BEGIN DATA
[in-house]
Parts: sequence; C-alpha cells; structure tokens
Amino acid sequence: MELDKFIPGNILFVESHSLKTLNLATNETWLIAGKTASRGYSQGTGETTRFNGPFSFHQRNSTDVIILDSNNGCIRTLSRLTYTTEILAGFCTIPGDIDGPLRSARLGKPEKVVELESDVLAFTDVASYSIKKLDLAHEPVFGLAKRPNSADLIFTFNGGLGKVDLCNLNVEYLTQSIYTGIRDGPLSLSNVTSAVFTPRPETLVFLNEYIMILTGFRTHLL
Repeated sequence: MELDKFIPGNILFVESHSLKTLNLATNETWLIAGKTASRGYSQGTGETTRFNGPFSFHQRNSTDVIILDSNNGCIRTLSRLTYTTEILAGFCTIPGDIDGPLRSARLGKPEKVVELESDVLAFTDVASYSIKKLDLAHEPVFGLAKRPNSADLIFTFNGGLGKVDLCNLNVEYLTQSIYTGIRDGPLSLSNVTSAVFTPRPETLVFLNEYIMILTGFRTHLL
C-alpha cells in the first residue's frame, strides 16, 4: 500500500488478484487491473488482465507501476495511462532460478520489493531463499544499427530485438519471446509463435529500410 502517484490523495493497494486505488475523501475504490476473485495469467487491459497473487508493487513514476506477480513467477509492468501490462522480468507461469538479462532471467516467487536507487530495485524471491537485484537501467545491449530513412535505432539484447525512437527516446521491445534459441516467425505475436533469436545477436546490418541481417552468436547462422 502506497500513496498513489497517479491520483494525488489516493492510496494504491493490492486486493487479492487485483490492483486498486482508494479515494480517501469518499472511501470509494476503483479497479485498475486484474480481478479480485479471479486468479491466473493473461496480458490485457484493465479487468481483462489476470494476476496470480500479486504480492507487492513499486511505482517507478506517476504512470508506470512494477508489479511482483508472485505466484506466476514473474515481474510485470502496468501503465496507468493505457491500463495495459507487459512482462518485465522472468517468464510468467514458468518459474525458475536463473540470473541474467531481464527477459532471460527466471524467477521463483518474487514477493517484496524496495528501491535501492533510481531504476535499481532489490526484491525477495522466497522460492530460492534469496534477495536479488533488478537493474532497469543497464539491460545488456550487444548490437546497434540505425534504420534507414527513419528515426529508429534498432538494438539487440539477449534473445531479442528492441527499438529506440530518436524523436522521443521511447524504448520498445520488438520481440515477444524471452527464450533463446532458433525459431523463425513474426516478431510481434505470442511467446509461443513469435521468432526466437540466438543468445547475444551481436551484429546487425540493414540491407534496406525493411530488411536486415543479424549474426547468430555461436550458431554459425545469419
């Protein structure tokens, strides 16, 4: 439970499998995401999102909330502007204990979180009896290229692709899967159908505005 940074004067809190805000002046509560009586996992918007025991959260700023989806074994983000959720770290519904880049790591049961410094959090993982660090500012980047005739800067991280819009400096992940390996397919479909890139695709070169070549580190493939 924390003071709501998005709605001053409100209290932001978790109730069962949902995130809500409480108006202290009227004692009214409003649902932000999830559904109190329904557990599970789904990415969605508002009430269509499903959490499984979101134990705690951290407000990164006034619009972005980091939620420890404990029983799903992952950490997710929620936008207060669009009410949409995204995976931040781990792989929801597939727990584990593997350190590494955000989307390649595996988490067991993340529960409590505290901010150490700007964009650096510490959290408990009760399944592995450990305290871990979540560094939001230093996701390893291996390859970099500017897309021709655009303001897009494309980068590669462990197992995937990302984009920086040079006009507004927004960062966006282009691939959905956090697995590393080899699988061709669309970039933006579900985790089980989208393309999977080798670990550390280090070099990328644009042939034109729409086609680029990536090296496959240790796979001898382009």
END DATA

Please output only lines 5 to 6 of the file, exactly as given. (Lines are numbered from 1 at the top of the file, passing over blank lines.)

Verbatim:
C-alpha cells in the first residue's frame, strides 16, 4: 500500500488478484487491473488482465507501476495511462532460478520489493531463499544499427530485438519471446509463435529500410 502517484490523495493497494486505488475523501475504490476473485495469467487491459497473487508493487513514476506477480513467477509492468501490462522480468507461469538479462532471467516467487536507487530495485524471491537485484537501467545491449530513412535505432539484447525512437527516446521491445534459441516467425505475436533469436545477436546490418541481417552468436547462422 502506497500513496498513489497517479491520483494525488489516493492510496494504491493490492486486493487479492487485483490492483486498486482508494479515494480517501469518499472511501470509494476503483479497479485498475486484474480481478479480485479471479486468479491466473493473461496480458490485457484493465479487468481483462489476470494476476496470480500479486504480492507487492513499486511505482517507478506517476504512470508506470512494477508489479511482483508472485505466484506466476514473474515481474510485470502496468501503465496507468493505457491500463495495459507487459512482462518485465522472468517468464510468467514458468518459474525458475536463473540470473541474467531481464527477459532471460527466471524467477521463483518474487514477493517484496524496495528501491535501492533510481531504476535499481532489490526484491525477495522466497522460492530460492534469496534477495536479488533488478537493474532497469543497464539491460545488456550487444548490437546497434540505425534504420534507414527513419528515426529508429534498432538494438539487440539477449534473445531479442528492441527499438529506440530518436524523436522521443521511447524504448520498445520488438520481440515477444524471452527464450533463446532458433525459431523463425513474426516478431510481434505470442511467446509461443513469435521468432526466437540466438543468445547475444551481436551484429546487425540493414540491407534496406525493411530488411536486415543479424549474426547468430555461436550458431554459425545469419
């Protein structure tokens, strides 16, 4: 439970499998995401999102909330502007204990979180009896290229692709899967159908505005 940074004067809190805000002046509560009586996992918007025991959260700023989806074994983000959720770290519904880049790591049961410094959090993982660090500012980047005739800067991280819009400096992940390996397919479909890139695709070169070549580190493939 924390003071709501998005709605001053409100209290932001978790109730069962949902995130809500409480108006202290009227004692009214409003649902932000999830559904109190329904557990599970789904990415969605508002009430269509499903959490499984979101134990705690951290407000990164006034619009972005980091939620420890404990029983799903992952950490997710929620936008207060669009009410949409995204995976931040781990792989929801597939727990584990593997350190590494955000989307390649595996988490067991993340529960409590505290901010150490700007964009650096510490959290408990009760399944592995450990305290871990979540560094939001230093996701390893291996390859970099500017897309021709655009303001897009494309980068590669462990197992995937990302984009920086040079006009507004927004960062966006282009691939959905956090697995590393080899699988061709669309970039933006579900985790089980989208393309999977080798670990550390280090070099990328644009042939034109729409086609680029990536090296496959240790796979001898382009």